How should we use candles that have been blessed, whether at the Feast of the Presentation of the Lord on Feb 2, or on other occasions?
Blessed candles are sacramentals. They are not sacraments. “Sacramentals do not confer the grace of the Holy Spirit in the way that the sacraments do, but by the Church’s prayer, they prepare us to receive grace and dispose us to cooperate with it.” (Catechism of the Catholic Church 1670) In other words, because they are instituted by Christ Himself, sacraments confer grace directly on us, whereas sacramentals, which are established by the Church, confer grace on us only indirectly, by helping us draw closer to Christ, especially through contemplation and prayer.
When the priest blesses candles at the Feast of the Presentation of the Lord, he prays the prayer of the Church over them (cf the Roman Missal) in either of two ways:
“O God, source and origin of all light, who on this day showed to the just man Simeon the Light for revelation to the Gentiles, we humbly ask that, in answer to your people’s prayers, you may be pleased to sanctify with your blessing, these candles, which we are eager to carry in praise of your name, so that, treading the path of virtue, we may reach that light which never fails.”
Or “O God, true light, who create light eternal, spreading it far and wide, pour, we pray, into the hearts of the faithful the brilliance of perpetual light, so that all who are brightened in your holy temple by the splendour of these candles may happily reach the light of your glory.”
These two forms of blessing illustrate how we can use blessed to remind us of:
- Our search for God: Jesus said, “I am the light of the world; he who follows me will not walk in darkness, but will have the light of life” (John 8:12). The candle reminds us that Jesus, the Word of God, is the lamp to our feet and the light to our path, showing us the Way to God (Psalm 119:105). Christ is the same Light of Truth for us today who revealed to Simeon and Anna that He was indeed the Messiah they had been waiting for all their lives.
- The darkness of sin: An object, when bathed in light, will always cast a shadow. Praying in the light of our blessed candles, we can ask the Lord for the fire of His love to burn out all impurity in us, and to illumine the areas of our lives which need healing: “He reveals deep and hidden things; He knows what is in the darkness, and light dwells with Him.” (Daniel 2:22) The blessing prayed over the candles also sanctifies us and our prayer space, keeping anything not of God at bay.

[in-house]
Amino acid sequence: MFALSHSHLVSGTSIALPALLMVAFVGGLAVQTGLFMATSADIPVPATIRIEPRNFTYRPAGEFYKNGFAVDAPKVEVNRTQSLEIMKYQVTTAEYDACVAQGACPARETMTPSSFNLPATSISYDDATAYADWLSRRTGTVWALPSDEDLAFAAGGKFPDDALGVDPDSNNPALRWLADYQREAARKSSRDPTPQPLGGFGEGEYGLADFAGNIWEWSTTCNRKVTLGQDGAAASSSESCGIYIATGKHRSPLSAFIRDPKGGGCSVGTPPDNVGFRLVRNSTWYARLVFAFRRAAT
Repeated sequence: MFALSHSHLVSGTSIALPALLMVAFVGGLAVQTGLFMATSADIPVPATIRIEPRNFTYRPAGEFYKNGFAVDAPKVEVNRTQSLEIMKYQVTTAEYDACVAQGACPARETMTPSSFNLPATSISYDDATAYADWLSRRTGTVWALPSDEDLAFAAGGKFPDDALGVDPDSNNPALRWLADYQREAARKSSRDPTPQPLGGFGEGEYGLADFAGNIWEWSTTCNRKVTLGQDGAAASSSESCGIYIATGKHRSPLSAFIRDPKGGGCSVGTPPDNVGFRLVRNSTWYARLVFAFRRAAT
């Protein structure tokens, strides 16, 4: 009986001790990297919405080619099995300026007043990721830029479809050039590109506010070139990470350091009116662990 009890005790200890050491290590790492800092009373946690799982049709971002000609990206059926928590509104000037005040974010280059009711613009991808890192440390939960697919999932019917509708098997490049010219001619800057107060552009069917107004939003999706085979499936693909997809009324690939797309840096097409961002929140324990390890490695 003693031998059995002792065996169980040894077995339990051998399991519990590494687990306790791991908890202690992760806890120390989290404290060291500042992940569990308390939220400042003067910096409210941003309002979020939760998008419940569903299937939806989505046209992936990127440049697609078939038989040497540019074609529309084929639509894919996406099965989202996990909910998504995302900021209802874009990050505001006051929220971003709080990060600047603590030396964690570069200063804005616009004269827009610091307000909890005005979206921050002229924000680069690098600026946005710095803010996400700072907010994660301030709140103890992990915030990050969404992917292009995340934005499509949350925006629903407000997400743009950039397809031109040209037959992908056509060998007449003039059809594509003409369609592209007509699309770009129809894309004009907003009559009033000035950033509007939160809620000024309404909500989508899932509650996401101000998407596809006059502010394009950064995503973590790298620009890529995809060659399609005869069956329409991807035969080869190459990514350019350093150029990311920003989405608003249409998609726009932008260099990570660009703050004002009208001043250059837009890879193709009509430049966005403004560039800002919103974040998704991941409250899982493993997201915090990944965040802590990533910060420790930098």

- The light of faith: in Jesus’ parable of the five wise and five foolish virgins (Matthew 25:1-12), the five wise virgins were unable to share the oil in the lamps with the 5 foolish ones whose oil had run out. The oil in the parable symbolises personal belief in God which springs from the heart, and thus cannot be shared, as it must come from within. The light and heat from the flames of the blessed candles remind us to always keep our faith alive, and to share our warmth and witness with others so that their own light of faith might be kindled.
- The saints who have gone before us: Jesus said, “Once you were darkness, but now in the Lord, you are light. Live as children of light – the fruit of the light is found in all that is good and right and true.” (Ephesians 5:8-9) Christians in the early Church prayed by the light of candles and oil lamps in the catacombs or underground tombs of faithful disciples and martyrs to ask for their intercession and to be encouraged by remembering their lives. Today, our lighted candles help us recall that we are never alone in our prayers but always joined by the communion of saints.
- The promise of prayer: when we ask friends to pray for our intentions, some will say: “I will light a candle for you”. Usually, these “votive” candles will be lit at the foot of a crucifix on their altar, or before a statue of Our Lady or a saint in church, or at a shrine. The English word “votive” comes from the Latin word votum for “vow” and means “promising” or “keeping a vow”. Lighting a candle for someone symbolises how we desire to continue keeping that person in prayer even after we end our prayer time or leave the church, and how we believe Jesus, Our Lady or that saint continues to intercede for that person too.
Because of how candles are tangible signs in real life of the intangible mysteries of our faith, it is no wonder that in retreats and camps, during times of deep contemplation and prayer, or adoration of the Lord, candles (preferably blessed ones) are lit, not just to create an ambience or the right “mood”, but to draw souls to the Light and sanctify them. Like moths drawn to a flame, may our hearts fall irresistibly in love with God through the rich symbolism of these wonderful and wonder-filled sacramentals.
Blessed candles which can no longer by used, or other old sacramentals such as broken rosaries or damaged religious images or statues, must be disposed of properly and reverently. To find out how, be sure to pick up a copy of our Feb 21 issue of Catholic News, or why not subscribe to get your copy delivered to your postbox every fortnight? Email [email protected] now!